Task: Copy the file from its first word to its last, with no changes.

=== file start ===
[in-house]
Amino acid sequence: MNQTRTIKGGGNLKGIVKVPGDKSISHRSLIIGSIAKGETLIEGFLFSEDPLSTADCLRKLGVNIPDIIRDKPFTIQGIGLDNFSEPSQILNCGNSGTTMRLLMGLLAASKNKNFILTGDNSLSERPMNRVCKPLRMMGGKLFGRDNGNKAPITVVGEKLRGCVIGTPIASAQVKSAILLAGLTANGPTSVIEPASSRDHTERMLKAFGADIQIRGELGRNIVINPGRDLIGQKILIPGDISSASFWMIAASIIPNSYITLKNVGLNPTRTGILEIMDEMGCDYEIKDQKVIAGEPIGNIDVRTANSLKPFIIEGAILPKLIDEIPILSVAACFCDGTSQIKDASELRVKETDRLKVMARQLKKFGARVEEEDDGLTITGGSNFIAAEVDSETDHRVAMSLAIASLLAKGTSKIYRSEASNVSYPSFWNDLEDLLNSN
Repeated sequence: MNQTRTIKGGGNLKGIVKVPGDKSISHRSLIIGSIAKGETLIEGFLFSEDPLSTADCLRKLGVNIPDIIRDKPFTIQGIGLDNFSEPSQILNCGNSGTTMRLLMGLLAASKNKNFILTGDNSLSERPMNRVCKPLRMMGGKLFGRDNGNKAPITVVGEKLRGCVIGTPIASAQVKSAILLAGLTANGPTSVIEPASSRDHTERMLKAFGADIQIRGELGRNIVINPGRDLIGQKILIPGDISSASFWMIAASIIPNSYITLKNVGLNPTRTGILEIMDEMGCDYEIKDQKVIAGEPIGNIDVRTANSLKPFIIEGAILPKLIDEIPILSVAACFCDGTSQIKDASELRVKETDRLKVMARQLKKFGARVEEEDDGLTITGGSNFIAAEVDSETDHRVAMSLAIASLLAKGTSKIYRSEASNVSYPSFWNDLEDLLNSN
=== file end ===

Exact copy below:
[in-house]
Amino acid sequence: MNQTRTIKGGGNLKGIVKVPGDKSISHRSLIIGSIAKGETLIEGFLFSEDPLSTADCLRKLGVNIPDIIRDKPFTIQGIGLDNFSEPSQILNCGNSGTTMRLLMGLLAASKNKNFILTGDNSLSERPMNRVCKPLRMMGGKLFGRDNGNKAPITVVGEKLRGCVIGTPIASAQVKSAILLAGLTANGPTSVIEPASSRDHTERMLKAFGADIQIRGELGRNIVINPGRDLIGQKILIPGDISSASFWMIAASIIPNSYITLKNVGLNPTRTGILEIMDEMGCDYEIKDQKVIAGEPIGNIDVRTANSLKPFIIEGAILPKLIDEIPILSVAACFCDGTSQIKDASELRVKETDRLKVMARQLKKFGARVEEEDDGLTITGGSNFIAAEVDSETDHRVAMSLAIASLLAKGTSKIYRSEASNVSYPSFWNDLEDLLNSN
Repeated sequence: MNQTRTIKGGGNLKGIVKVPGDKSISHRSLIIGSIAKGETLIEGFLFSEDPLSTADCLRKLGVNIPDIIRDKPFTIQGIGLDNFSEPSQILNCGNSGTTMRLLMGLLAASKNKNFILTGDNSLSERPMNRVCKPLRMMGGKLFGRDNGNKAPITVVGEKLRGCVIGTPIASAQVKSAILLAGLTANGPTSVIEPASSRDHTERMLKAFGADIQIRGELGRNIVINPGRDLIGQKILIPGDISSASFWMIAASIIPNSYITLKNVGLNPTRTGILEIMDEMGCDYEIKDQKVIAGEPIGNIDVRTANSLKPFIIEGAILPKLIDEIPILSVAACFCDGTSQIKDASELRVKETDRLKVMARQLKKFGARVEEEDDGLTITGGSNFIAAEVDSETDHRVAMSLAIASLLAKGTSKIYRSEASNVSYPSFWNDLEDLLNSN